Japan Update: Powering Tomorrow’s Ships – Embracing Nuclear Propulsion for a Greener Future

Last week in Tokyo, Core Power, a British offshore nuclear energy provider, announced progress on a pioneering project involving a small nuclear power plant designed for offshore floating systems. This venture, led by CEO Michal Bøe, aims to develop a molten salt fast reactor (MCFR) in collaboration with Terra Power from the United States, Southern Company, a US-based electric power company and HD Hyundai Group, South Korea’s largest shipbuilder. The joint venture is slated for establishment by 2025, with Core Power aiming to secure US$ 400 million in funding between 2025 and 2026.

Emphasizing adherence to international rules, CEO Bøe highlighted the safety aspects of the MCFR, distinguishing it from conventional pressurized water reactors (PWRs) plagued by safety concerns. Bøe assured that the non-pressurized MCFR, containing fuel within the furnace, minimizes risks, even in rare accident scenarios.

While Core Power focuses on sales aspects of the MCFR project, Japanese shipbuilders and ship-owners are already expressing interest. Seventeen Japanese companies, including Onomichi Shipbuilding and Imabari Shipbuilding, have invested in Core Power. Moreover, Core Power is exploring a marine molten salt reactor for ship propulsion, a development capturing the attention of Japanese investors for its potential in power generation.

The shipping industry confronts mounting pressure to slash carbon emissions, fueling efforts to transition from diesel to lower-carbon alternatives like LNG, methanol, ammonia, or hybrid propulsion. While adoption is on the rise, these substitutes are viewed as interim transitional solutions, igniting interest in nuclear power as a strong contender towards achieving complete decarbonization. The IMO’s ambitious target of achieving net-zero emissions by 2050, coupled with the EU’s introduction of carbon emission charges, provides even greater motivation for embracing this movement.

Nuclear advocates have long argued that nuclear-powered vessels offer unparalleled advantages, operating for extended periods without refueling, boasting smaller fuel tanks and avoiding competition with shore energy resources. Companies like Vard Group, Fincantieri, and Newcleo have also been actively exploring nuclear propulsion, including Generation IV reactors, SMRs, and advanced technologies like thorium-fueled molten-salt reactors and lead-cooled fast reactors.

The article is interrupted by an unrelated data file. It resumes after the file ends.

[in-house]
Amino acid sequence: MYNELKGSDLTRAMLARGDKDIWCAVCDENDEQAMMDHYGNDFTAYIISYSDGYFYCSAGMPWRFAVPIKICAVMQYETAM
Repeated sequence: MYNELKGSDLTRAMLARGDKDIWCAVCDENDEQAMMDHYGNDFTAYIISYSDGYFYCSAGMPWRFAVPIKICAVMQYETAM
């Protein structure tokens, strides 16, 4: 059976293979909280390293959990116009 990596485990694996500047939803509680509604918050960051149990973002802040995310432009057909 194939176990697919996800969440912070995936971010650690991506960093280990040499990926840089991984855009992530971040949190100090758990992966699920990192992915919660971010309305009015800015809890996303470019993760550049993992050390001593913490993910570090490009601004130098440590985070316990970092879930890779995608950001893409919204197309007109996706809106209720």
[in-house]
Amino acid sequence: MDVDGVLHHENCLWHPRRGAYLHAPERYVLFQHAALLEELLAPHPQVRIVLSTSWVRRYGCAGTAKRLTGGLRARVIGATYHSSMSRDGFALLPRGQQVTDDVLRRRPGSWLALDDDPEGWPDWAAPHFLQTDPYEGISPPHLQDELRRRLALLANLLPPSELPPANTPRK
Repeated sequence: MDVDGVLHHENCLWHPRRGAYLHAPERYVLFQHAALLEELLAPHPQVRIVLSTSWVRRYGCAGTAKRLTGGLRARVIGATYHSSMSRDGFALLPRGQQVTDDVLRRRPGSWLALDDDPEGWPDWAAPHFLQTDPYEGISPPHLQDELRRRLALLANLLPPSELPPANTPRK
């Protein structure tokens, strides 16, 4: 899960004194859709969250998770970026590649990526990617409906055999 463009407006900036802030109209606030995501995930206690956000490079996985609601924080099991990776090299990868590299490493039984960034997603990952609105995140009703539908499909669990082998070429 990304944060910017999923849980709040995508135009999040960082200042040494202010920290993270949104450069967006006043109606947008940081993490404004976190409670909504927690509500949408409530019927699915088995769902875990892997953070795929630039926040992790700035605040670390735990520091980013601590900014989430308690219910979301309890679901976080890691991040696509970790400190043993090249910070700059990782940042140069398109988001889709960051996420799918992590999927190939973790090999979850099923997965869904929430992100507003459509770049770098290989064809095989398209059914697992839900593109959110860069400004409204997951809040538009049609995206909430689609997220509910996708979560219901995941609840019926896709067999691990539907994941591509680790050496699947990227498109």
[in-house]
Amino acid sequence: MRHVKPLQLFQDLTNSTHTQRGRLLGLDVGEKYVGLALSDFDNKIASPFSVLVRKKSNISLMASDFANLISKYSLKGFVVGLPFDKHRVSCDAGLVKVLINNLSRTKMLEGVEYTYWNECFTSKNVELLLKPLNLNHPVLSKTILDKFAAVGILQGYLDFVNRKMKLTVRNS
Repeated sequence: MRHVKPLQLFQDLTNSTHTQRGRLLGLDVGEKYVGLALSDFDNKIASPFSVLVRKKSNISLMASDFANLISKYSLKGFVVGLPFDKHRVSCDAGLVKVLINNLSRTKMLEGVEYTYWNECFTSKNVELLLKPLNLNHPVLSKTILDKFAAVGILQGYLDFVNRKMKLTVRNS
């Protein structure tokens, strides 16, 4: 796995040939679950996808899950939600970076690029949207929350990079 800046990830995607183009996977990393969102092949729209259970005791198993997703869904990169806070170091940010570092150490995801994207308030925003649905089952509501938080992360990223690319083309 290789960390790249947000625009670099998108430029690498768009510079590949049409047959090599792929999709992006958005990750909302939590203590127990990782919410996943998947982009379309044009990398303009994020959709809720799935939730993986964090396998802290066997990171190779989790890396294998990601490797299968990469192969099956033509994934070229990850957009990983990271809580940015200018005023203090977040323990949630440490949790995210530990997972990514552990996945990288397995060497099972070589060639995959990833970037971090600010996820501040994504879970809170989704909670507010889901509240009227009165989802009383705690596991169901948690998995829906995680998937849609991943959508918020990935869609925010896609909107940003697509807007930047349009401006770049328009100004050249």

Despite promising advancements, doubts among commercial shipping players and regulatory challenges remain hurdles. Skepticism arises due to unfamiliarity with this technology and how to handle it, leading to resistance. Reactor safety, public perception, and port regulations do necessitate very careful management. However, once these are under control, the potential benefits of nuclear propulsion, including substantial emissions reduction and meeting decarbonization targets, far outweigh the challenges. Through ongoing R&D endeavors to address safety apprehensions and continuous industry education, nuclear propulsion has the potential to become the primary solution for sustainable shipping in the future.

To the maritime shipbuilders and ship-owners in Japan, embracing nuclear power as a fuel source for commercial ships holds immense promise. The Core Power project and broader industry developments signal a shift towards sustainable practices, aligning with Japan’s commitment to environmental stewardship. Just like the timeless spirit of Japan, we believe that progress may seem slow at first, but once unity is forged, momentum swiftly propels us forward. By investing in nuclear propulsion technologies, Japanese stakeholders can lead the charge towards a cleaner, greener future for the maritime industry and leave a lasting legacy for generations to come.

By Eugene Quek, Partner and Head of Projects in Japan.


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